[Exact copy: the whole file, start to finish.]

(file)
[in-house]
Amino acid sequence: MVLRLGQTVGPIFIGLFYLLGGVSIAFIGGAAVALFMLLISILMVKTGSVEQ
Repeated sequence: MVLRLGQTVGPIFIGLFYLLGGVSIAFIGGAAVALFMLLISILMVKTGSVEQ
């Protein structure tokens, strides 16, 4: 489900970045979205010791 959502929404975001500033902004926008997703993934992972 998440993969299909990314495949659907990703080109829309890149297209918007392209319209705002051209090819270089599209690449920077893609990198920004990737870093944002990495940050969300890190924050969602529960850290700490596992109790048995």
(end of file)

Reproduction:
[in-house]
Amino acid sequence: MVLRLGQTVGPIFIGLFYLLGGVSIAFIGGAAVALFMLLISILMVKTGSVEQ
Repeated sequence: MVLRLGQTVGPIFIGLFYLLGGVSIAFIGGAAVALFMLLISILMVKTGSVEQ
């Protein structure tokens, strides 16, 4: 489900970045979205010791 959502929404975001500033902004926008997703993934992972 998440993969299909990314495949659907990703080109829309890149297209918007392209319209705002051209090819270089599209690449920077893609990198920004990737870093944002990495940050969300890190924050969602529960850290700490596992109790048995």